I’ve worked at Plymouth for four years and by the end of it, I will have two degrees from here. I have an extreme amount of pride in this University and in Plymouth. There is a huge emotional connection. Even if I move away, Plymouth will always be a massive part of my life.

<p>Presenting a Michael Everard Shipping scholarship in Natassia's Richardshon's alumni role<br></p>
Presenting at a scholarship awards ceremony in her alumni engagement role
<p>On the Plymouth Hoe with former Alumni team colleague Sam</p>
On Plymouth Hoe for graduation – with former alumni team colleague, Sam

Every step reveals a new horizon

Everything I went through with my health when I was just 19, reaffirmed my strength as a person. When the doctor showed me the MRI scan where I had this horrendous tumour that shouldn’t be there, it was big and scary.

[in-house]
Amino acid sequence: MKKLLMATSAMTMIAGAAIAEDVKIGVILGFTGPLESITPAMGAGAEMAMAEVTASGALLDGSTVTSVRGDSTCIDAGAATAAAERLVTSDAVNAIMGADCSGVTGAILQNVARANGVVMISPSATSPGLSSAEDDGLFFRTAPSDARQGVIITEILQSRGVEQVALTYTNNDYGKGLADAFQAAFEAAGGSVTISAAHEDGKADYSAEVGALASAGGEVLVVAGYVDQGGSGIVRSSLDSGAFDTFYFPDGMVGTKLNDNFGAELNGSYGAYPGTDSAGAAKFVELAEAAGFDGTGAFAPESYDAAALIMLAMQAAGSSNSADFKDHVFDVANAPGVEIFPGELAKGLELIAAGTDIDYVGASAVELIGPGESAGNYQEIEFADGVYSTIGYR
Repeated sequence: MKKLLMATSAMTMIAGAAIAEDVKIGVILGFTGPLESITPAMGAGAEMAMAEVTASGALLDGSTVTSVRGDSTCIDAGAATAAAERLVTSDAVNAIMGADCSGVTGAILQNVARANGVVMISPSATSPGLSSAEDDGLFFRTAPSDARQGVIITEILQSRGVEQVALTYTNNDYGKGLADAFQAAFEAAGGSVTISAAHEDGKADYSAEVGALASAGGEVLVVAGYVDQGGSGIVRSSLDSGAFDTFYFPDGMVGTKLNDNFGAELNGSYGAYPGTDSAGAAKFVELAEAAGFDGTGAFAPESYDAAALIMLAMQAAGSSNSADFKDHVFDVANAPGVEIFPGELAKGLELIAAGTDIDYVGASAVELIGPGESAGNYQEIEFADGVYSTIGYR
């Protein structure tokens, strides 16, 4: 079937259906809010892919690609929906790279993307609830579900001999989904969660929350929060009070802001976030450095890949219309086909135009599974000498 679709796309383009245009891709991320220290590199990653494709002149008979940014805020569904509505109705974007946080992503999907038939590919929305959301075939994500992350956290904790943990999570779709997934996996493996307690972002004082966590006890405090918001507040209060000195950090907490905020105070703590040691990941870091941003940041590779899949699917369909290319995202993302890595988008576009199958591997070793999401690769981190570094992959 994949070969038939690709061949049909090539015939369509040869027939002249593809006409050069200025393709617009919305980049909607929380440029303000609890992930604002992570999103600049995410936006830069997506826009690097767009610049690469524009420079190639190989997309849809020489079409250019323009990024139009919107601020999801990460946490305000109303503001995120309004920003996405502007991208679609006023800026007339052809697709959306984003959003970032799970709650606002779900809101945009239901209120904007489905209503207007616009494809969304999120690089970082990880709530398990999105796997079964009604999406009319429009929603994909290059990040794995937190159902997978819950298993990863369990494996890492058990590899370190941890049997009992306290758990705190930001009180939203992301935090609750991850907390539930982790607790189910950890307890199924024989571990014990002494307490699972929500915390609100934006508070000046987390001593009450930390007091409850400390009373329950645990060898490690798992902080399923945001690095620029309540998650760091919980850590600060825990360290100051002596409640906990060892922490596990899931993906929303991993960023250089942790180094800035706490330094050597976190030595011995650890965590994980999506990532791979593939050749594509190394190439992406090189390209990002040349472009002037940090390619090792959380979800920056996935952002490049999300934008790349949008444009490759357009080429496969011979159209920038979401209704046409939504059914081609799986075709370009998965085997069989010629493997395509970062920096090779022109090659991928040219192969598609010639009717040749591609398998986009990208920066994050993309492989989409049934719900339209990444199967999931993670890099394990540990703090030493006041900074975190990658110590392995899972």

The signs had been there – balance problems, severe hearing loss on one side, headaches, one side of my face feeling different to the other – but at least I knew what I was dealing with. I was very lucky that it wasn’t cancerous. We knew it wasn’t because of the size of it – if it was, I’d be dead. 

In terms of brain tumours, mine was relatively easy to treat. They just had to cut into my inner ear without having to do massive, scary, more arduous procedures. I was quite lucky in that respect. 

One of the side effects of this type of operation was losing movement on one side of my face – complete facial paralysis on one side – as a 19-year-old female, who cares about what she looks like, that was extremely difficult to come to terms with.